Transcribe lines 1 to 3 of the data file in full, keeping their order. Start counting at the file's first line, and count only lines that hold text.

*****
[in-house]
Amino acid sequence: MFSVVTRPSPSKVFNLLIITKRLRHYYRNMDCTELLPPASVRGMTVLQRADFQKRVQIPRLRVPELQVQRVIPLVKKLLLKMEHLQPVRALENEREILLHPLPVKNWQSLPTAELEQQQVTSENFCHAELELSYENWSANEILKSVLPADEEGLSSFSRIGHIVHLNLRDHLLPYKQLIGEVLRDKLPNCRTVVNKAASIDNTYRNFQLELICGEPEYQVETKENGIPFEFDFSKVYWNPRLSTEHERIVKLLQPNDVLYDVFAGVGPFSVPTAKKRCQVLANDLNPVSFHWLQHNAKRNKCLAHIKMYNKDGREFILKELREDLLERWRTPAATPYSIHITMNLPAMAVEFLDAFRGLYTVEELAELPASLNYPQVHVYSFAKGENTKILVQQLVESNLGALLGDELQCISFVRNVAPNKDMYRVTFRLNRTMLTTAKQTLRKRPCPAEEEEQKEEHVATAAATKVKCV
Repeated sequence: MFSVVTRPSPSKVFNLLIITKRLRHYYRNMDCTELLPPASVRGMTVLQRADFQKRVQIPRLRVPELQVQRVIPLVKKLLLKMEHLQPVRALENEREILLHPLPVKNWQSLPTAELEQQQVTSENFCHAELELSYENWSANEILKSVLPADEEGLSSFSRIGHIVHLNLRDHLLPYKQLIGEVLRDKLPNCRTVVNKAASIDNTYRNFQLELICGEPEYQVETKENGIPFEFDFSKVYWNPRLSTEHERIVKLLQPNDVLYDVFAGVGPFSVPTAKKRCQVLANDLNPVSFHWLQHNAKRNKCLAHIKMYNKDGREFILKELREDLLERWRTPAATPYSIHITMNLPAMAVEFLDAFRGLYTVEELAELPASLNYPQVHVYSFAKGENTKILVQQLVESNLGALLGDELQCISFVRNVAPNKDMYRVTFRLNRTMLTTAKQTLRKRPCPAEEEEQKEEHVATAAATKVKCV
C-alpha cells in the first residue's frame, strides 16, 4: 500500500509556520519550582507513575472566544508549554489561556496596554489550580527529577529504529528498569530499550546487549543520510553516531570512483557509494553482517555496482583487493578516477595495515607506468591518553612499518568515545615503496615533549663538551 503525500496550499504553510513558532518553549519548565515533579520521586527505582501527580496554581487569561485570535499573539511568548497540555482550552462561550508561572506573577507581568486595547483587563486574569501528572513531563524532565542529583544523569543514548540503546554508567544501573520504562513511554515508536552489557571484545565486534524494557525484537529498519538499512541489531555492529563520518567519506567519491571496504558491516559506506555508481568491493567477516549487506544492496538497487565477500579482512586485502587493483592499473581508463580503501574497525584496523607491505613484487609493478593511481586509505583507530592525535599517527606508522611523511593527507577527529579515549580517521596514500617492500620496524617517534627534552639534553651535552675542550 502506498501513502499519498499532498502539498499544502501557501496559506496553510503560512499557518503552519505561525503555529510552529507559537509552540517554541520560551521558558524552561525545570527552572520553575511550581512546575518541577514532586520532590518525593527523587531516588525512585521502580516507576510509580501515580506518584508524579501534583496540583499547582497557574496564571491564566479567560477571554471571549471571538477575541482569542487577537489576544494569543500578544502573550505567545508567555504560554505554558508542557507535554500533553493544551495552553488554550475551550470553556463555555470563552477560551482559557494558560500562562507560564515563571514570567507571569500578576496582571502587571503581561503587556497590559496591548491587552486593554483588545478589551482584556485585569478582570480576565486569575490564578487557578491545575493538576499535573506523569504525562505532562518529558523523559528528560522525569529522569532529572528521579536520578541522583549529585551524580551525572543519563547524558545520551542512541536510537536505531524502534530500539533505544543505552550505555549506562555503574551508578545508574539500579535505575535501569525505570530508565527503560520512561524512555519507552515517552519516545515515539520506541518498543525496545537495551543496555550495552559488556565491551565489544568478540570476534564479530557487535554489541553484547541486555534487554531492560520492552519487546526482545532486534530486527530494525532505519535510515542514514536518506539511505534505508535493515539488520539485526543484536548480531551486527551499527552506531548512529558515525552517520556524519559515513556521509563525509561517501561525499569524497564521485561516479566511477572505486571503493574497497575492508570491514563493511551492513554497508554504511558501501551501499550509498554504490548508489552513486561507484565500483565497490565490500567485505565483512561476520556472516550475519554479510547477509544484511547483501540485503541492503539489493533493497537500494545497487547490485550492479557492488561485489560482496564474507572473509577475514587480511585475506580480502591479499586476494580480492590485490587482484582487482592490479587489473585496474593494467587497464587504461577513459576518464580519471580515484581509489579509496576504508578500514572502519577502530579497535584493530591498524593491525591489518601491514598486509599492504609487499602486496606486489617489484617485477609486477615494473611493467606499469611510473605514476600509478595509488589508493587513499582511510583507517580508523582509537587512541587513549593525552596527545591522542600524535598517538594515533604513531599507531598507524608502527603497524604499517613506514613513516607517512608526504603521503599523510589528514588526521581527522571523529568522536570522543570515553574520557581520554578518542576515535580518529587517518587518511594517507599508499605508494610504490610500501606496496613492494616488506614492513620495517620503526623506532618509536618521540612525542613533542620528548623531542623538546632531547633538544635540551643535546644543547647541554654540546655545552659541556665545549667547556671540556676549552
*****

[in-house]
Amino acid sequence: MFSVVTRPSPSKVFNLLIITKRLRHYYRNMDCTELLPPASVRGMTVLQRADFQKRVQIPRLRVPELQVQRVIPLVKKLLLKMEHLQPVRALENEREILLHPLPVKNWQSLPTAELEQQQVTSENFCHAELELSYENWSANEILKSVLPADEEGLSSFSRIGHIVHLNLRDHLLPYKQLIGEVLRDKLPNCRTVVNKAASIDNTYRNFQLELICGEPEYQVETKENGIPFEFDFSKVYWNPRLSTEHERIVKLLQPNDVLYDVFAGVGPFSVPTAKKRCQVLANDLNPVSFHWLQHNAKRNKCLAHIKMYNKDGREFILKELREDLLERWRTPAATPYSIHITMNLPAMAVEFLDAFRGLYTVEELAELPASLNYPQVHVYSFAKGENTKILVQQLVESNLGALLGDELQCISFVRNVAPNKDMYRVTFRLNRTMLTTAKQTLRKRPCPAEEEEQKEEHVATAAATKVKCV
Repeated sequence: MFSVVTRPSPSKVFNLLIITKRLRHYYRNMDCTELLPPASVRGMTVLQRADFQKRVQIPRLRVPELQVQRVIPLVKKLLLKMEHLQPVRALENEREILLHPLPVKNWQSLPTAELEQQQVTSENFCHAELELSYENWSANEILKSVLPADEEGLSSFSRIGHIVHLNLRDHLLPYKQLIGEVLRDKLPNCRTVVNKAASIDNTYRNFQLELICGEPEYQVETKENGIPFEFDFSKVYWNPRLSTEHERIVKLLQPNDVLYDVFAGVGPFSVPTAKKRCQVLANDLNPVSFHWLQHNAKRNKCLAHIKMYNKDGREFILKELREDLLERWRTPAATPYSIHITMNLPAMAVEFLDAFRGLYTVEELAELPASLNYPQVHVYSFAKGENTKILVQQLVESNLGALLGDELQCISFVRNVAPNKDMYRVTFRLNRTMLTTAKQTLRKRPCPAEEEEQKEEHVATAAATKVKCV